Unimpressive weather aside, life in West Drayton really suited Mum and Dad. It was that most British of locations: it was convenient. It was pretty much the first stop that any newcomer found when they tumbled out of Heathrow Airport, and no-one had heard of it. There was a West Drayton, but no North, South or East: this was because, as someone once cruelly joked, that after finishing work on the West the builders simply gave up in horror.  This may have seemed unfair, but it was notable that the town did have suspiciously excellent transport links, almost as though it was constantly encouraging you to leave. There was a train line that rattled swiftly into London or out towards Cornwall, there were buses aplenty, you were only a few miles from the borders of the M4 and the M25; and, if you were feeling especially desperate and flush with cash, there was for many years a Concorde that could spirit you away to New York.

Despite all these slightly aggressive hints to escape West Drayton, not that many people actually did. That’s why I think Mum and Dad liked it. When you’re raising a family, one of the understated qualities of an area is the consistency of your immediate surroundings. Where you live may not necessarily be peaceful, but it’s good to know what you can expect for your children on a daily basis. West Drayton was great because it was a place where black people could go under the radar. There weren’t enough of us for the bulk of white residents to feel that we were staging some kind of gradual conquest, that we were trying to terraform the town into Uganda-upon-Thames.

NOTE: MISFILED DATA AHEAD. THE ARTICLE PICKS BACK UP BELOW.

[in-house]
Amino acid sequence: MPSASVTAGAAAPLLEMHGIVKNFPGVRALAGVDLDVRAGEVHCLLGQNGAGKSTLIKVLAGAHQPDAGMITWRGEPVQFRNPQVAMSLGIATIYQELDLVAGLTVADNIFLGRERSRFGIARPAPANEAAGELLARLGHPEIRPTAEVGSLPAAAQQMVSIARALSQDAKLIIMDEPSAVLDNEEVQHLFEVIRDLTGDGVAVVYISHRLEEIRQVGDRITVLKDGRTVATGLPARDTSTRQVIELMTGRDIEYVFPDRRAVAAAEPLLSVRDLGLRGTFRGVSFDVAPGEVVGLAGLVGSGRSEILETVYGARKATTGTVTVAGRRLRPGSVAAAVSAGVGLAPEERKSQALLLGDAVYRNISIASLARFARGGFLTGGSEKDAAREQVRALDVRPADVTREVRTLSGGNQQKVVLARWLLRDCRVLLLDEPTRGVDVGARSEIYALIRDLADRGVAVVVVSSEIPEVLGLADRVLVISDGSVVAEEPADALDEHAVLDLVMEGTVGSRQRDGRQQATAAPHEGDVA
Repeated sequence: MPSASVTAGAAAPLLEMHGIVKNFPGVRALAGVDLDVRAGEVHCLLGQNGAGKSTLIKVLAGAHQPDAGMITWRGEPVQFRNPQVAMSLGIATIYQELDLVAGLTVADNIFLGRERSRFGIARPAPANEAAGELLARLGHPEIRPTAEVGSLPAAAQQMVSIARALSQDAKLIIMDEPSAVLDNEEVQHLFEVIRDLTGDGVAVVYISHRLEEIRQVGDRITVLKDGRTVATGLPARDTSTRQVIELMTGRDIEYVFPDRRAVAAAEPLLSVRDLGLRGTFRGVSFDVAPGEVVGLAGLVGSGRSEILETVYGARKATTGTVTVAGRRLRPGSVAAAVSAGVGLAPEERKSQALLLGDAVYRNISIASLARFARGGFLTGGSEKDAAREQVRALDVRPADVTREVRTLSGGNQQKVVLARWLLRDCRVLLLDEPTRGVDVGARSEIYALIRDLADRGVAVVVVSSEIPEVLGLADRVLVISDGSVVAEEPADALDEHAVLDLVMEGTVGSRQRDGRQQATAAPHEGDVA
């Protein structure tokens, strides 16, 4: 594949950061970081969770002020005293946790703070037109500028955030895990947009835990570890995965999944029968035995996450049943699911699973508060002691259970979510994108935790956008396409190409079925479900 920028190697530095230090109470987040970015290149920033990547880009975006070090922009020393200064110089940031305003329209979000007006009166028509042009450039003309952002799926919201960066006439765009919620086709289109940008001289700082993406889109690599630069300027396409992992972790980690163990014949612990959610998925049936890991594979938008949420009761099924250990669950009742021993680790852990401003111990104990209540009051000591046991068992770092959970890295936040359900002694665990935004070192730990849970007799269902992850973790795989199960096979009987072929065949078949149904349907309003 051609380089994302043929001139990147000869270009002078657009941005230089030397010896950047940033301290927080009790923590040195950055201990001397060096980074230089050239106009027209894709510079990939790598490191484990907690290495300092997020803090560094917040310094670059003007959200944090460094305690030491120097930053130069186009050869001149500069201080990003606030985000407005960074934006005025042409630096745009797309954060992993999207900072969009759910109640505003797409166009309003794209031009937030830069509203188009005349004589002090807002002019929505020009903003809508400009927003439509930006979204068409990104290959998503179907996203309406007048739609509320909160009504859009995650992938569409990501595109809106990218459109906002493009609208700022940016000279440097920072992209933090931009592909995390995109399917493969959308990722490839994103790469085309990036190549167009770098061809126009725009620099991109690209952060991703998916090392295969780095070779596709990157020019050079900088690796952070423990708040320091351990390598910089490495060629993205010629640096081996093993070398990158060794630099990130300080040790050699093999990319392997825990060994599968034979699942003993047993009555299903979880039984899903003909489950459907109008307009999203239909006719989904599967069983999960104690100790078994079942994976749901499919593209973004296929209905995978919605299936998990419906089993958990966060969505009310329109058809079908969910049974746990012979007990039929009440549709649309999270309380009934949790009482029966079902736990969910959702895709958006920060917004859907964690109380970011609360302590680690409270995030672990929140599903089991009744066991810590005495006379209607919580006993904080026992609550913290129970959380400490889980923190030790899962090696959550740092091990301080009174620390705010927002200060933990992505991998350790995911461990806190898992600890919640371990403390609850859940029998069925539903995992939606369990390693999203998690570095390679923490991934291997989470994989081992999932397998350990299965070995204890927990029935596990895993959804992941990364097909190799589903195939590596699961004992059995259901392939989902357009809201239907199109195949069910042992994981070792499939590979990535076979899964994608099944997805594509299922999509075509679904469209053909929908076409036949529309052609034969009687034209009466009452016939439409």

Well – I say under the radar, but that’s not strictly true. Something seemed to have been happening the last couple of summers, like all of a sudden people were paying attention to us. And by people I mean police, and by us I meant me.

So, me and the police.  I guess it began in about 1994. One July afternoon, sitting with my older cousin Janani at a local bus stop, I saw one of their cars slide up the high street. Seeing us on their way past, they slowed and turned back on themselves, rolling into the vacant bus lane.

“Christ”, said Janani, sucking air in through his teeth. He’d known how this was going to go. “Look, Danny”, he said, “keep calm.”

“Keep calm, for what?”

Janani looked at me as though I’d just suggested skipping barefoot through a minefield. “Trust me, you’ll see.”

The two police – a woman, probably in her early thirties, and a man, a few years younger – got out of the car. The man was on the passenger side, and so he was closer to the pavement, and to us. He was almost five-nine, which at that point was an inch taller than me, but he didn’t look likely to grow any more in his life. His pectoral muscles looked like they were trying to punch their way out of his white shirt, and his slightly-too-short black trousers flared out over the ankles of each dark, sullen boot. He hadn’t bothered to close the door, and his peaked cap rolled about on the vacant car seat behind him. His hair was a soft, milky blonde, a brimming field of lambswool, and his eyes were a surprisingly gentle blue.